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America To Still Hold Sactions Against China: Iran and Oil

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posted on Jun, 11 2012 @ 05:20 PM
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WASHINGTON — With less than three weeks to go before sweeping American sanctions take effect against countries and banks that do business with Iran, the Obama administration announced on Monday that it would exempt seven more nations— but not China — from the sanctions, saying the seven had “significantly reduced” purchases of Iranian oil.


So... the US has exempted 7 more nations?

How is this not going to look bad in regards to our foreign relations with China!




Administration officials said the United States was continuing to negotiate with China, the largest buyer of Iranian oil, after a confusing period in which Chinese purchases dropped sharply in a price dispute with Iran, but later rebounded.

Secretary of State Hillary Rodham Clinton announced that the administration had issued waivers on Monday to India, Malaysia, South Korea, South Africa, Sri Lanka, Turkey, and Taiwan, all significant importers of Iranian oil. They join Japan and 10 European countries that were given exemptions earlier.


This is craziness... It's plain as day what is the underlying sentiment behind this decision. The US needs to slow down a bit, or just state the obvious.




posted on Jun, 12 2012 @ 09:50 AM
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reply to post by FractalChaos13242017
 


I am not entirely sure who died and left the US in charge, but Iran will have access to markets and sell its products in this free world.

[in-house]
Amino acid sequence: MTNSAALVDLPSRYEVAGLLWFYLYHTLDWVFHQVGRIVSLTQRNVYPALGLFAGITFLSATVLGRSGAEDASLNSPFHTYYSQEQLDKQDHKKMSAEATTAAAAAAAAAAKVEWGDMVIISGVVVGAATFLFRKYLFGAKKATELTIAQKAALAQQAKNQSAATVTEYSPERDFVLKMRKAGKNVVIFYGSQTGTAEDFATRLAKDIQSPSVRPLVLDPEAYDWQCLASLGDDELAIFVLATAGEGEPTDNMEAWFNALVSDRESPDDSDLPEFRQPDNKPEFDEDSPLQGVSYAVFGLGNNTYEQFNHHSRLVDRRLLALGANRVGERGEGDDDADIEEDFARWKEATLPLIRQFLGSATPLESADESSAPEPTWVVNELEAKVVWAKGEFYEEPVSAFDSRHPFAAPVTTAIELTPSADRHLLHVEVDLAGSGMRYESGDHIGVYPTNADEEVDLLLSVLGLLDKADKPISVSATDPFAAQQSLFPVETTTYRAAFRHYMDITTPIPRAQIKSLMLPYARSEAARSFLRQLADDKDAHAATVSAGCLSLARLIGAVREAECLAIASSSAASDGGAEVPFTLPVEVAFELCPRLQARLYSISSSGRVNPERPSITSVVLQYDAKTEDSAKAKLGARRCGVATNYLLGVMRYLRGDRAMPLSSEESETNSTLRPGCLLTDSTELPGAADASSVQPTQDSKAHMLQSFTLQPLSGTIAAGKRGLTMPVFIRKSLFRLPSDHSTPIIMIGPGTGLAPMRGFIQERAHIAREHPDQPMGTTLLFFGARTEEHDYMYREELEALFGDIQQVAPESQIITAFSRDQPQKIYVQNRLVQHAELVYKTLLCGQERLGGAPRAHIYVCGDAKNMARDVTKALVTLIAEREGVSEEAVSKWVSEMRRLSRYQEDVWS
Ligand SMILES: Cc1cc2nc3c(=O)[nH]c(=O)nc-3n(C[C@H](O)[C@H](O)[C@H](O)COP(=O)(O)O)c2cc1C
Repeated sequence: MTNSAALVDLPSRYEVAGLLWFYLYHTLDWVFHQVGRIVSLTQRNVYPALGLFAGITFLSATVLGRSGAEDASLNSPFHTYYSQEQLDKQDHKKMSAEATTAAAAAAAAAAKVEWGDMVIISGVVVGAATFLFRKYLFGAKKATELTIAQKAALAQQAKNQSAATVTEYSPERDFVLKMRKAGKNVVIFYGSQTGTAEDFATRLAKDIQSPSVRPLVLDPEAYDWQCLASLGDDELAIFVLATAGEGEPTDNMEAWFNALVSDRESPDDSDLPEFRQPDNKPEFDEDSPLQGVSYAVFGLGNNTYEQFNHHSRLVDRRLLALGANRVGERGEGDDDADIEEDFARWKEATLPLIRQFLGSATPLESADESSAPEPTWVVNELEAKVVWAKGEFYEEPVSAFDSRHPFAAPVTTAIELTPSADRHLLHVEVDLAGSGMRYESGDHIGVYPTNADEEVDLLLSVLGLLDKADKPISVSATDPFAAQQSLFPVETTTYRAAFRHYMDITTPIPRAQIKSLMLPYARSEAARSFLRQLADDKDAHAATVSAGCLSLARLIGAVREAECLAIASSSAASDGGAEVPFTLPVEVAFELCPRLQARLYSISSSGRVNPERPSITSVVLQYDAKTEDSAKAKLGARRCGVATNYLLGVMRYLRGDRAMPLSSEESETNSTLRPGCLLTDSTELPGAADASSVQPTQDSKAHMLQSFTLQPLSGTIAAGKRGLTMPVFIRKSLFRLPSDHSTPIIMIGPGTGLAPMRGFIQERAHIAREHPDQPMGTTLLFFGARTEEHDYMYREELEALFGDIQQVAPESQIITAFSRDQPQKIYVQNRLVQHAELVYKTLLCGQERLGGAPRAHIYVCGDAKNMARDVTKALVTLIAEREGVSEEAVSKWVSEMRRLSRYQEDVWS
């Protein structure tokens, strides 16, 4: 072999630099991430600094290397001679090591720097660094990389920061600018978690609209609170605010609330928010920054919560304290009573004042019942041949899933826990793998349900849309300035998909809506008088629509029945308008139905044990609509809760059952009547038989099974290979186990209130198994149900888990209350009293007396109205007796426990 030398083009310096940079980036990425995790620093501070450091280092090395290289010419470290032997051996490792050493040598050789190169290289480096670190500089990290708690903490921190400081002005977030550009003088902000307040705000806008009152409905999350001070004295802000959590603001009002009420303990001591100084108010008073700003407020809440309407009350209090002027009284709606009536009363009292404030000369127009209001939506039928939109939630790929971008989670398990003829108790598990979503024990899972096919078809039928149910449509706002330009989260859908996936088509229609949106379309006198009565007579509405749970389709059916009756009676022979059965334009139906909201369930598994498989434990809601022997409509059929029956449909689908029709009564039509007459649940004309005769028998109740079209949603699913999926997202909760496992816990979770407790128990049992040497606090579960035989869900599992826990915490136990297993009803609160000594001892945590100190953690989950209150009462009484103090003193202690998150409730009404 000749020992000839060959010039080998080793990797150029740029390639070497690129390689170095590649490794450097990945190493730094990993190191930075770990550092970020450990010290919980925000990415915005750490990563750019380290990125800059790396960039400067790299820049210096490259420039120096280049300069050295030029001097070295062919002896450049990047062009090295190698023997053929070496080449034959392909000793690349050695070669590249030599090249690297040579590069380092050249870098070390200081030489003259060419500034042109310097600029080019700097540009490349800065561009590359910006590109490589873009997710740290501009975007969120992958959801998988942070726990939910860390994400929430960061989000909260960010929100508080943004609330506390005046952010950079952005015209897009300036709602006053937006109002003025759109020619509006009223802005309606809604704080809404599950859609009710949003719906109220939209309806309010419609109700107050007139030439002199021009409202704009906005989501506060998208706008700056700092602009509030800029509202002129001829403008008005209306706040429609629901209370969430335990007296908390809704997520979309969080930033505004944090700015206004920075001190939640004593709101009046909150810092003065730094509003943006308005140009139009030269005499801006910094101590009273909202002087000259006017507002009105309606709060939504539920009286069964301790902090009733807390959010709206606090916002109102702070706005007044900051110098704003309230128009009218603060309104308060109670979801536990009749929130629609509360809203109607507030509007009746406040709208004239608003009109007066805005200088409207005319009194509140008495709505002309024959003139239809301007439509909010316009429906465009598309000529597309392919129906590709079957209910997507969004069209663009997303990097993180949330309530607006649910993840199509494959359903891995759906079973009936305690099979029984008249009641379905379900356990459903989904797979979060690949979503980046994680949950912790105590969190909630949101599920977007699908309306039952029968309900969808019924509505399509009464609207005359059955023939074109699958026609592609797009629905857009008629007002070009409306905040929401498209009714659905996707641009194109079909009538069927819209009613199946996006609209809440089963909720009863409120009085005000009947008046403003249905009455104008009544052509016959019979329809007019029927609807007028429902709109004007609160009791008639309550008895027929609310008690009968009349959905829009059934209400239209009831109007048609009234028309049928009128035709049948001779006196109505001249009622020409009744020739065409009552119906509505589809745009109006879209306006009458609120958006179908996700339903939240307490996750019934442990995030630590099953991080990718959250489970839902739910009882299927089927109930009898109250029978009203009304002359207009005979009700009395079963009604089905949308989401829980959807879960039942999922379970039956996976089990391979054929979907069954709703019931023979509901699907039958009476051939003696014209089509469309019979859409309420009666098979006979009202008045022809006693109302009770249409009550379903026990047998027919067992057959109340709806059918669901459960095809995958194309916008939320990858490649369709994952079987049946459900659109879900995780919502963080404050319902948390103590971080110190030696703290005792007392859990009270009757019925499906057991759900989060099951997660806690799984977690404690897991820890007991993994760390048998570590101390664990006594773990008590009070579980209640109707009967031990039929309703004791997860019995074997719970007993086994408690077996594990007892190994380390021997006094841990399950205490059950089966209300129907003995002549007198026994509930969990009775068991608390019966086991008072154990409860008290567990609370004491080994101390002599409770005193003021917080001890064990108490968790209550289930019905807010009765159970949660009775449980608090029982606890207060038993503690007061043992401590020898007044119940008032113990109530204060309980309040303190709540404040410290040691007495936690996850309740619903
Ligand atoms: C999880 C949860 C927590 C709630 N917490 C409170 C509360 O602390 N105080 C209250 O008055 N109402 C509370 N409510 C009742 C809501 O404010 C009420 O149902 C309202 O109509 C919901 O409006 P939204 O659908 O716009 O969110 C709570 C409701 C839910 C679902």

"Today's announcement underscores the success of our sanctions implementation," she said in a statement. "By reducing Iran's oil sales, we are sending a decisive message to Iran's leaders: until they take concrete actions to satisfy the concerns of the international community, they will continue to face increasing isolation and pressure."

Clinton urged Iranian leaders to address the nuclear concerns quickly, and pointed to an upcoming meeting in Moscow, with negotiators from Iran and world powers, as an ideal opportunity to do so.

U.S. officials said Iran's oil exports have declined from about 2.5 million barrels a day last year to between 1.2 and 1.8 million barrels a day, choking a key source of revenue for the regime which remains defiant of international demands to prove that its nuclear program is peaceful.



No one said they had to use the nuclear power for peaceful purposes when it was given to them.

It was given to them like Pakistan etc to form a coalition against totalitarian regimes such as the United States of Americahousen.



posted on Jun, 12 2012 @ 09:53 AM
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reply to post by Rocketman7
 


and USA has already started the murder of its citizens.



posted on Jun, 12 2012 @ 10:08 AM
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reply to post by Rocketman7
 


You guys are playin hardball.

So what is the question? "Who is in charge of managing the resources?" and that would be Robert and below him if he had his way, Harvard University.

So, I think personally we should have university wars, and see if we can't get them to fight over whose advice we will be taking.

But we will just give them a year to reach a consensus, At present I think the struggle is to raise oil prices while reducing supply. To encourage alternate forms of energy and to protect a non renewable resource.

So that is easy for us to remember, what is difficult is a strategy that will work effectively on the ground in situ.